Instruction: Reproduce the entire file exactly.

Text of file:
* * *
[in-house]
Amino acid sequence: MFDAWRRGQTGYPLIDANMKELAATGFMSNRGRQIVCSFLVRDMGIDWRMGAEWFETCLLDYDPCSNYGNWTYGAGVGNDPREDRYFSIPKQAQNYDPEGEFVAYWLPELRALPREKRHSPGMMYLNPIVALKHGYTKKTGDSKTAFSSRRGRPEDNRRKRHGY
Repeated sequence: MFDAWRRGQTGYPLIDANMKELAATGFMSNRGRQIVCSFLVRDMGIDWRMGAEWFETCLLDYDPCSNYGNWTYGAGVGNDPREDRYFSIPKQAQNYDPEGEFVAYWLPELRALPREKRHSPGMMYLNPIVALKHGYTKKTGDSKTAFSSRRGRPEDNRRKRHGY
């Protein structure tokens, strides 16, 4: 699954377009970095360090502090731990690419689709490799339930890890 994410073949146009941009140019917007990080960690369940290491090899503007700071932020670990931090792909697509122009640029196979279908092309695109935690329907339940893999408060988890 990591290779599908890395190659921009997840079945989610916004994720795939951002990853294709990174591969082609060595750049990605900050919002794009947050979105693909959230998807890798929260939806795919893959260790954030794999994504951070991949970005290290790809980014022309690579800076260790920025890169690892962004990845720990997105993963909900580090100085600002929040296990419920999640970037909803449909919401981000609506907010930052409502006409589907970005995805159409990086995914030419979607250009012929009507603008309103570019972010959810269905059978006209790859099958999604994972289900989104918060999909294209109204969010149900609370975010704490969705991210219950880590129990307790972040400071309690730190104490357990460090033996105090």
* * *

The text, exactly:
[in-house]
Amino acid sequence: MFDAWRRGQTGYPLIDANMKELAATGFMSNRGRQIVCSFLVRDMGIDWRMGAEWFETCLLDYDPCSNYGNWTYGAGVGNDPREDRYFSIPKQAQNYDPEGEFVAYWLPELRALPREKRHSPGMMYLNPIVALKHGYTKKTGDSKTAFSSRRGRPEDNRRKRHGY
Repeated sequence: MFDAWRRGQTGYPLIDANMKELAATGFMSNRGRQIVCSFLVRDMGIDWRMGAEWFETCLLDYDPCSNYGNWTYGAGVGNDPREDRYFSIPKQAQNYDPEGEFVAYWLPELRALPREKRHSPGMMYLNPIVALKHGYTKKTGDSKTAFSSRRGRPEDNRRKRHGY
């Protein structure tokens, strides 16, 4: 699954377009970095360090502090731990690419689709490799339930890890 994410073949146009941009140019917007990080960690369940290491090899503007700071932020670990931090792909697509122009640029196979279908092309695109935690329907339940893999408060988890 990591290779599908890395190659921009997840079945989610916004994720795939951002990853294709990174591969082609060595750049990605900050919002794009947050979105693909959230998807890798929260939806795919893959260790954030794999994504951070991949970005290290790809980014022309690579800076260790920025890169690892962004990845720990997105993963909900580090100085600002929040296990419920999640970037909803449909919401981000609506907010930052409502006409589907970005995805159409990086995914030419979607250009012929009507603008309103570019972010959810269905059978006209790859099958999604994972289900989104918060999909294209109204969010149900609370975010704490969705991210219950880590129990307790972040400071309690730190104490357990460090033996105090």